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Children of austerity

13 April 2017
Thanks to the UNICEF Office for Research a book has been published today tracing what happened to children in rich countries following the financial crisis.

Supreme Court to decide on ‘unlawful’ bedroom tax

23 February 2016
Following last month’s victory in the Court of Appeal, the battle continues for Paul and Sue Rutherford and their severely disabled grandson, Warren. The Court held that the ‘bedroom tax’ (or under-occupancy penalty) is in breach of the Human Rights Act 1998.

Bedroom tax: time for a dishonourable retirement

28 January 2016
The bedroom tax (or under-occupancy penalty, as the government prefers), after smashing through so many families’ carefully balanced budgets, has finally hit a legal wall.

How has the coalition done on child poverty?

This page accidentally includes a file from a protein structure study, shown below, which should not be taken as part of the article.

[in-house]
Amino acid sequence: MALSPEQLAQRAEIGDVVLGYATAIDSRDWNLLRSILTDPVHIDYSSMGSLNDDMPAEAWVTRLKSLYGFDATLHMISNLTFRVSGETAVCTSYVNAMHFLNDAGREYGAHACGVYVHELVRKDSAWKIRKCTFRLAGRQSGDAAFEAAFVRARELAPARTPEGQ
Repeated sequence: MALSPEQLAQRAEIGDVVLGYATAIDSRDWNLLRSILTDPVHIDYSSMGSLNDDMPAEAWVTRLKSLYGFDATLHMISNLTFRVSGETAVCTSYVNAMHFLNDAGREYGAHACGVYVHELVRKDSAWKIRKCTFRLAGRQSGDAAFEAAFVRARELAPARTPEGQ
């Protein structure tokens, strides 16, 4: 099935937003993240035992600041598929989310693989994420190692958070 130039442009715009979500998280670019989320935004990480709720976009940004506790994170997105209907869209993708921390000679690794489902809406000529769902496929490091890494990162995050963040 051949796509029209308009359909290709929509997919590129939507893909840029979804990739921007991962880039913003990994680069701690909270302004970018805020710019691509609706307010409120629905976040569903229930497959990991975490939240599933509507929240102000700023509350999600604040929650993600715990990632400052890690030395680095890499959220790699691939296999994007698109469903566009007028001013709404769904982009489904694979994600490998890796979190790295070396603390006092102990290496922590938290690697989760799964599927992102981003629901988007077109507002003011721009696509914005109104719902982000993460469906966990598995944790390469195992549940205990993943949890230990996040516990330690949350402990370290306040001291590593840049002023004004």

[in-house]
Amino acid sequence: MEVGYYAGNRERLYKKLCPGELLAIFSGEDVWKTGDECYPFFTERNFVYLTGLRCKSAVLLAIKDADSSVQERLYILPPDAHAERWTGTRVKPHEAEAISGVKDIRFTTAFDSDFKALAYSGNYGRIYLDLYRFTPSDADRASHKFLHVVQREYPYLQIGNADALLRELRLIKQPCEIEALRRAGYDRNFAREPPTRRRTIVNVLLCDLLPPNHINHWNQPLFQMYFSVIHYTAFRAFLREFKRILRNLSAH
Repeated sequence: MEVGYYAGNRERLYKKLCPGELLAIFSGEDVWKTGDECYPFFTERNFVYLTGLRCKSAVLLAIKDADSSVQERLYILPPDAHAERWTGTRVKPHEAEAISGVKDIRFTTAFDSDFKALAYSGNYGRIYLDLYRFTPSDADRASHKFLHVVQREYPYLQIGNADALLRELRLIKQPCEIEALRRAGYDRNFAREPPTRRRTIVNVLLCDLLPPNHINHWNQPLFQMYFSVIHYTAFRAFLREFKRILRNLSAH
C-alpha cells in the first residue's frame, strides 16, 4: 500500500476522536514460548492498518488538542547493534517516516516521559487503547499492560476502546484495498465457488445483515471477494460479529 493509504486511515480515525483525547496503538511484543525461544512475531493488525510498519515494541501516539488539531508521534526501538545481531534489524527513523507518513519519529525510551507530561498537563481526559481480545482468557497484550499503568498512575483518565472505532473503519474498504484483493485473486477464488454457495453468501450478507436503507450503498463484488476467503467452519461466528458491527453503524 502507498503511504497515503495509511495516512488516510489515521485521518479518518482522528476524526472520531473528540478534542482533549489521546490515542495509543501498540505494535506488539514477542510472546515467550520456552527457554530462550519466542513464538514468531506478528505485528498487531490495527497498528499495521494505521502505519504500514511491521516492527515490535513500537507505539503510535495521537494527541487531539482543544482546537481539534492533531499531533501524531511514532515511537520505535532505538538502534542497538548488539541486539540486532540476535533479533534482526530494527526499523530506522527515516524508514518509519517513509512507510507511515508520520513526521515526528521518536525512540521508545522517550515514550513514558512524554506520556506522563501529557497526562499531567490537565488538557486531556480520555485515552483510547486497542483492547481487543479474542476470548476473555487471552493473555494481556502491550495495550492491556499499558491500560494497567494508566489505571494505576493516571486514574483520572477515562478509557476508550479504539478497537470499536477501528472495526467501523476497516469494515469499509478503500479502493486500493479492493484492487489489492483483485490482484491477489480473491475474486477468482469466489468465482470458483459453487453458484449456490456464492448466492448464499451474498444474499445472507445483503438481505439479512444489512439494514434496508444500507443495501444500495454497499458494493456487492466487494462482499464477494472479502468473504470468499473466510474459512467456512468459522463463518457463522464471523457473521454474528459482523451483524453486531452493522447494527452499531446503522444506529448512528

06 May 2015
When George Osborne claimed in last month’s Budget to have reduced child poverty, I’m sure mine weren’t the only raised eyebrows. Michael Gove made a similar claim yesterday, that the government has ‘been able to save £21bn in the welfare budget and at the same time reduce inequality and reduce child poverty in this country’. 

Welfare reform in the 2015 election

23 April 2015
With the 2015 General Election fast approaching, we’re hearing lots of the usual promises from all of the parties about what they’ll do if they make it into government post May 7. From the standard commitments to the NHS, through the enduring promises of sorting out the economy...

What is happening to discretionary housing payments?

16 March 2015
If you had heard the Minister for Disabled People, Mark Harper, reassuring MP on Monday this week about future funding levels of Discretionary Housing Payments, you would be forgiven for believing that, on this issue, the Government was making adequate resources available to meet needs